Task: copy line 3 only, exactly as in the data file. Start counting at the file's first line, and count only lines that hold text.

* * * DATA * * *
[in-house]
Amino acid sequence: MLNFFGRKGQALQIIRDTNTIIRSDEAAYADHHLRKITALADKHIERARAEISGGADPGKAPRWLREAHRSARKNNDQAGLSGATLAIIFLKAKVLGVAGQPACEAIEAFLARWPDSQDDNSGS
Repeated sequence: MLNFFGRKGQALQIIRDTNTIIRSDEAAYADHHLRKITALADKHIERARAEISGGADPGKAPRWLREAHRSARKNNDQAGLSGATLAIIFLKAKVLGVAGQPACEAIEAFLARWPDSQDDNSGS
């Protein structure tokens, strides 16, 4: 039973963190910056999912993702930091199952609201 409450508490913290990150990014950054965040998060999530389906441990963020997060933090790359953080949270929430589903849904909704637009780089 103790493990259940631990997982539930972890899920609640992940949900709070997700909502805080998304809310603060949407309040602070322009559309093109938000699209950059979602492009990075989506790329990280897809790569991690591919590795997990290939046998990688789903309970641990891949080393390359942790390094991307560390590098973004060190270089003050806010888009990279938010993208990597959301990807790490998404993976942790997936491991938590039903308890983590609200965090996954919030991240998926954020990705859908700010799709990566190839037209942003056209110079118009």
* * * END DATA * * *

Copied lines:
Repeated sequence: MLNFFGRKGQALQIIRDTNTIIRSDEAAYADHHLRKITALADKHIERARAEISGGADPGKAPRWLREAHRSARKNNDQAGLSGATLAIIFLKAKVLGVAGQPACEAIEAFLARWPDSQDDNSGS